Vice President, Lean Promotion, The University of Kansas Health System
Director, Business Architecture and Analytics, The University of Kansas Health System
It’s hard to reduce systemwide readmissions because it is a complex problem. Readmissions are costly for both patients and healthcare organizations. Many efforts to reduce readmissions focus on a single disease process, diagnosis, service line, or location. This session will review how analytics, machine learning, and predictive models have helped identify at-risk patients and reduce systemwide readmissions at the University of Kansas Health System.
Director, Quality Outcomes and Metrics, MultiCare Health System
Nationally, approximately 700,000 hospitalizations occur each year with the principle diagnosis of Chronic Obstructive Pulmonary Disease (COPD). One in five patients are readmitted within 30 days. Even with a national cost between $9,000 and $12,000 for each of these readmission, evidence-based measures that improve patient outcomes and decrease readmissions for COPD are largely lacking.
This presentation will review MultiCare Health System’s strategy and approach to improve and standardize patient care processes for patients with COPD. Learn how MultiCare leveraged the power of their clinical collaborative and analytics to create a best practice bundle that resulted in a 16.5 percent reduction in readmission rates and saved costs for this patient population.
System Medical Director, Allina Health Clinical Laboratories
Blood utilization is a mainstay of medical therapy, but it also can be risky and costly. Allina Health needed a strategy and work plan that would increase its adherence to evidence-based guidelines, and make better use of a limited, costly resources, while ensuring patients were receiving the best care possible.
This session will review how to use blood conservation strategies, education, analytics, and decision support at order entry to develop and implement a successful, systemwide process for improving the utilization of blood products, resulting in early operational wins including saving millions of dollars and improving clinical outcomes.
Vice President, Lean Promotion, The University of Kansas Health System
Vice President, Revenue Cycle, The University of Kansas Health System
The revenue cycle of any large healthcare organization is filled with variation and complexities. Policies and procedures differ from payer to payer, technology and communication systems vary from patient to patient, and the complexities of having separate hospital and professional revenue cycles in the same system can lead to defects and waste. The University of Kansas Health System needed a strategically aligned improvement plan to reduce rework and denials.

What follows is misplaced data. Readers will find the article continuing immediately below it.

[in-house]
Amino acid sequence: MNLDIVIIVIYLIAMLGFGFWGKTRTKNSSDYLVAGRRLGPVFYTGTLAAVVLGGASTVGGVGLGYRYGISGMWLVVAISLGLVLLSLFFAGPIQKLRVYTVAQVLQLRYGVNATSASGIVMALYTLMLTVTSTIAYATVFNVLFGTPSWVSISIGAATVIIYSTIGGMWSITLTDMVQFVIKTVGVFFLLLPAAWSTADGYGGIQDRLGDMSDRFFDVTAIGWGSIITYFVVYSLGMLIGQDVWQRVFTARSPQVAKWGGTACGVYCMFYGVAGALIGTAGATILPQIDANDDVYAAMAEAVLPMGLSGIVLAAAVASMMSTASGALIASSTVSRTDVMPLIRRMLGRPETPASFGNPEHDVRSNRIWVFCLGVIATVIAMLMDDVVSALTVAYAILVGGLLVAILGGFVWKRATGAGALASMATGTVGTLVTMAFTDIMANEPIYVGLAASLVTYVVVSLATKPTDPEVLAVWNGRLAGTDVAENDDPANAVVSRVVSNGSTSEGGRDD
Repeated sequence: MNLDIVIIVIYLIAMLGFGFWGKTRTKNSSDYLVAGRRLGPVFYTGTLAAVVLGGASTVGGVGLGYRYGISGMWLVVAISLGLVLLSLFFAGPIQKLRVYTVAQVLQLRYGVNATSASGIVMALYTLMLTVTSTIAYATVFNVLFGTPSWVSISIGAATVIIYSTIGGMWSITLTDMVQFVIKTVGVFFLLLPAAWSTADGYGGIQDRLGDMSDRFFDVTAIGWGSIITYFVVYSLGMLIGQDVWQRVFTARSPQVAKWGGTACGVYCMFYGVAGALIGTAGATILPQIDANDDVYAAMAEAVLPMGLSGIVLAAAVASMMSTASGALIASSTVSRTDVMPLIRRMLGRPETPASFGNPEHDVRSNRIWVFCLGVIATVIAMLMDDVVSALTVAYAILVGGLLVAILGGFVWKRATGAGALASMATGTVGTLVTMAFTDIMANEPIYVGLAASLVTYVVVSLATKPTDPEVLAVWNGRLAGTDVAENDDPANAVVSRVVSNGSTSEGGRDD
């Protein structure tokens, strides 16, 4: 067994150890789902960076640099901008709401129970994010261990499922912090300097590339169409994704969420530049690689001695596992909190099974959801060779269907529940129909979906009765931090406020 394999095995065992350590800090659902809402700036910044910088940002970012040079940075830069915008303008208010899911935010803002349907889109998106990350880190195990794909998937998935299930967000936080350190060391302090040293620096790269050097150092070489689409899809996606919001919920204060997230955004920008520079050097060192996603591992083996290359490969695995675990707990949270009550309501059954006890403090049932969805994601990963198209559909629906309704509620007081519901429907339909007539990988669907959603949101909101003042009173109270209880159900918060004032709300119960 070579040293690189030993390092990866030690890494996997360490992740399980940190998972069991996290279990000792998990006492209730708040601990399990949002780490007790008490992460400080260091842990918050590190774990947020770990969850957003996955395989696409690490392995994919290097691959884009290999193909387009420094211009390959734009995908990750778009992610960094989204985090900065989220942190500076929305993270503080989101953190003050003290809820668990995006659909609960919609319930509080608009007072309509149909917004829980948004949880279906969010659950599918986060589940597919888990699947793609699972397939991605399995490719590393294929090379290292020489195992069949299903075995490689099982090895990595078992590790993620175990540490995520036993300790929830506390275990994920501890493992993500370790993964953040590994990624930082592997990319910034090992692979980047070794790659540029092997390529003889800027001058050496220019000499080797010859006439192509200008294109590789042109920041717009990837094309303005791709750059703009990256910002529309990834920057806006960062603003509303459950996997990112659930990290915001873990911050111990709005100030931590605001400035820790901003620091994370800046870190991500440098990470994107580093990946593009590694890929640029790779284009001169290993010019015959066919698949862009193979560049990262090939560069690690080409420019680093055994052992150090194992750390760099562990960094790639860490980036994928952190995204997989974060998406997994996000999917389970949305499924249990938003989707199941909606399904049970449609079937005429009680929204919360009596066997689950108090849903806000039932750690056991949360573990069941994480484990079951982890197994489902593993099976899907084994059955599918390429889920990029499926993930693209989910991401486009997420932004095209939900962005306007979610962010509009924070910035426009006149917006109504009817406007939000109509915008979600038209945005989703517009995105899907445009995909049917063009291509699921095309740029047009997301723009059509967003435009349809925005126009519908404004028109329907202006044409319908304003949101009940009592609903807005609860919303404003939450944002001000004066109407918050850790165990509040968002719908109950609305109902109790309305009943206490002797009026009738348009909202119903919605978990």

This session will describe the development and implementation of the strategies, tools, and methodologies it used to generate and sustain improvements.
12 – Machine Learning for Leaders: A Practical Guide to Implementing Machine Learning in Your Organization
Senior Vice President, Clinical Analytics and Decision Support, Health Catalyst
Machine learning (ML) has the power to transform care delivery and help achieve the holy grail of providing better care at lower costs. ML algorithms uncover patterns in data that identify patient-specific risk factors that can be proactively managed to keep patients from developing costly and harmful conditions. It also has a litany of uses in driving more efficient healthcare operations. Despite these benefits, we hear of organizations that are so daunted or confused by this technology that they delay or neglect bringing this technology into their organizations. This presentation will bring a practical understanding of ML, which is a game-changer, and show both non-technical and technical leaders:
- How to disambiguate the buzzwords associated with ML: predictive analytics, artificial intelligence (AI), and deep learning.
- Use cases and benefits of real-world examples associated with these technologies.
- Personnel and technology requirements for using ML (hint: it may be less than you think!).
- How to break out of the “black box” and provide transparency to promote understanding and adoption, rather than fear and loathing.
- Questions to ask when purchasing ML models or technology.
Chief Medical Officer, Centria Healthcare